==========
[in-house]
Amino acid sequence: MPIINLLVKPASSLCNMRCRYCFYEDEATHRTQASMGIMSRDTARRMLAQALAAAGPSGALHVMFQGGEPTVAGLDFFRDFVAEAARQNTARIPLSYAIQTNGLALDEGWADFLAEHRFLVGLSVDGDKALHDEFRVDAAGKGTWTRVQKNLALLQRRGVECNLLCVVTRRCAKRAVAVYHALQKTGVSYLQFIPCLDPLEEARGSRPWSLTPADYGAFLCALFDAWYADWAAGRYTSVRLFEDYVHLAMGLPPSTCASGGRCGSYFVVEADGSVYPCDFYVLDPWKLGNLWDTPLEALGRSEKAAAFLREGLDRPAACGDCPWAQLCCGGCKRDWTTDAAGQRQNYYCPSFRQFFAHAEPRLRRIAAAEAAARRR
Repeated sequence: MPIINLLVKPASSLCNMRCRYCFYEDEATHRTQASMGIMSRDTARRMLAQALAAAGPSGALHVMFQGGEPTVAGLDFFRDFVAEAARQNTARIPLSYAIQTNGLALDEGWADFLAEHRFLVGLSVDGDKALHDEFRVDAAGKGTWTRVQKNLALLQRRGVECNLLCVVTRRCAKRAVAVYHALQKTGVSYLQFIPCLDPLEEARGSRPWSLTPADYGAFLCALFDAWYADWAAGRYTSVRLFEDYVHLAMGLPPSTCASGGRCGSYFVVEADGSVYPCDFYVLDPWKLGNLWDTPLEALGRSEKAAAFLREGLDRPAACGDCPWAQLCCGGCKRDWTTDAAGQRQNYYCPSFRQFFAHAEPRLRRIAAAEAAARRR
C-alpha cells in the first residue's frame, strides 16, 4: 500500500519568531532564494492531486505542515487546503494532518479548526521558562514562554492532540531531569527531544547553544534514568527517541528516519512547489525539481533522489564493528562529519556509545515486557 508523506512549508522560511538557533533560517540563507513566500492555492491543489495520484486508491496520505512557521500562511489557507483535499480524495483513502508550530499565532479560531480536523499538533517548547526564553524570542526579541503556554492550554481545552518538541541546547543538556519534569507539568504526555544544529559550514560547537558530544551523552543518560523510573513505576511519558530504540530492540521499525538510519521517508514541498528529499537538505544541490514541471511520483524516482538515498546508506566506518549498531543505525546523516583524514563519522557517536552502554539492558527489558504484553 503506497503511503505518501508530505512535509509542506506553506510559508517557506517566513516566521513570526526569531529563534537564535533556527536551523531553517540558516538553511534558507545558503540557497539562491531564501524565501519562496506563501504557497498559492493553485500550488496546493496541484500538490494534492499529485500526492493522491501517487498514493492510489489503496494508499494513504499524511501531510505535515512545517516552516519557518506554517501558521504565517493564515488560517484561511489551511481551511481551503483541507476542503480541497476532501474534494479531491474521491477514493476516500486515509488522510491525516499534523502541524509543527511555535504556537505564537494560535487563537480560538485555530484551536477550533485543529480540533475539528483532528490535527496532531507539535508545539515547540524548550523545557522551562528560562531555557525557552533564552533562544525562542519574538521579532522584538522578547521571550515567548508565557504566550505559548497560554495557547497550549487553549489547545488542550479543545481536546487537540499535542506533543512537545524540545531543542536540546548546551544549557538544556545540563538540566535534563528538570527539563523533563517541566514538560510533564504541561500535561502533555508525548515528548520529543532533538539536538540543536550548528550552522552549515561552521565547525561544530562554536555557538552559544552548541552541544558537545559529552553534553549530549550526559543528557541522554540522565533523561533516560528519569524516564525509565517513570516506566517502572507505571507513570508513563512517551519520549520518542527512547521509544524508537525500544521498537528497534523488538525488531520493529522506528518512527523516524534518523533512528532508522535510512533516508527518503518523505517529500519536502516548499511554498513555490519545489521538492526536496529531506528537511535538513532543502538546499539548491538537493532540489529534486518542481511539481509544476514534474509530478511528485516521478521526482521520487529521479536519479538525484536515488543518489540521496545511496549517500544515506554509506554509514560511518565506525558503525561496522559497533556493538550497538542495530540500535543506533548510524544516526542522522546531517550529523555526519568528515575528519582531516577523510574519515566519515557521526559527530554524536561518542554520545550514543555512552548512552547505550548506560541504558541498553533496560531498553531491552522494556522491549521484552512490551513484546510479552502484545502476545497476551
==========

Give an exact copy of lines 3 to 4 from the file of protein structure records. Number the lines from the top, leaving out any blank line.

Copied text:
Repeated sequence: MPIINLLVKPASSLCNMRCRYCFYEDEATHRTQASMGIMSRDTARRMLAQALAAAGPSGALHVMFQGGEPTVAGLDFFRDFVAEAARQNTARIPLSYAIQTNGLALDEGWADFLAEHRFLVGLSVDGDKALHDEFRVDAAGKGTWTRVQKNLALLQRRGVECNLLCVVTRRCAKRAVAVYHALQKTGVSYLQFIPCLDPLEEARGSRPWSLTPADYGAFLCALFDAWYADWAAGRYTSVRLFEDYVHLAMGLPPSTCASGGRCGSYFVVEADGSVYPCDFYVLDPWKLGNLWDTPLEALGRSEKAAAFLREGLDRPAACGDCPWAQLCCGGCKRDWTTDAAGQRQNYYCPSFRQFFAHAEPRLRRIAAAEAAARRR
C-alpha cells in the first residue's frame, strides 16, 4: 500500500519568531532564494492531486505542515487546503494532518479548526521558562514562554492532540531531569527531544547553544534514568527517541528516519512547489525539481533522489564493528562529519556509545515486557 508523506512549508522560511538557533533560517540563507513566500492555492491543489495520484486508491496520505512557521500562511489557507483535499480524495483513502508550530499565532479560531480536523499538533517548547526564553524570542526579541503556554492550554481545552518538541541546547543538556519534569507539568504526555544544529559550514560547537558530544551523552543518560523510573513505576511519558530504540530492540521499525538510519521517508514541498528529499537538505544541490514541471511520483524516482538515498546508506566506518549498531543505525546523516583524514563519522557517536552502554539492558527489558504484553 503506497503511503505518501508530505512535509509542506506553506510559508517557506517566513516566521513570526526569531529563534537564535533556527536551523531553517540558516538553511534558507545558503540557497539562491531564501524565501519562496506563501504557497498559492493553485500550488496546493496541484500538490494534492499529485500526492493522491501517487498514493492510489489503496494508499494513504499524511501531510505535515512545517516552516519557518506554517501558521504565517493564515488560517484561511489551511481551511481551503483541507476542503480541497476532501474534494479531491474521491477514493476516500486515509488522510491525516499534523502541524509543527511555535504556537505564537494560535487563537480560538485555530484551536477550533485543529480540533475539528483532528490535527496532531507539535508545539515547540524548550523545557522551562528560562531555557525557552533564552533562544525562542519574538521579532522584538522578547521571550515567548508565557504566550505559548497560554495557547497550549487553549489547545488542550479543545481536546487537540499535542506533543512537545524540545531543542536540546548546551544549557538544556545540563538540566535534563528538570527539563523533563517541566514538560510533564504541561500535561502533555508525548515528548520529543532533538539536538540543536550548528550552522552549515561552521565547525561544530562554536555557538552559544552548541552541544558537545559529552553534553549530549550526559543528557541522554540522565533523561533516560528519569524516564525509565517513570516506566517502572507505571507513570508513563512517551519520549520518542527512547521509544524508537525500544521498537528497534523488538525488531520493529522506528518512527523516524534518523533512528532508522535510512533516508527518503518523505517529500519536502516548499511554498513555490519545489521538492526536496529531506528537511535538513532543502538546499539548491538537493532540489529534486518542481511539481509544476514534474509530478511528485516521478521526482521520487529521479536519479538525484536515488543518489540521496545511496549517500544515506554509506554509514560511518565506525558503525561496522559497533556493538550497538542495530540500535543506533548510524544516526542522522546531517550529523555526519568528515575528519582531516577523510574519515566519515557521526559527530554524536561518542554520545550514543555512552548512552547505550548506560541504558541498553533496560531498553531491552522494556522491549521484552512490551513484546510479552502484545502476545497476551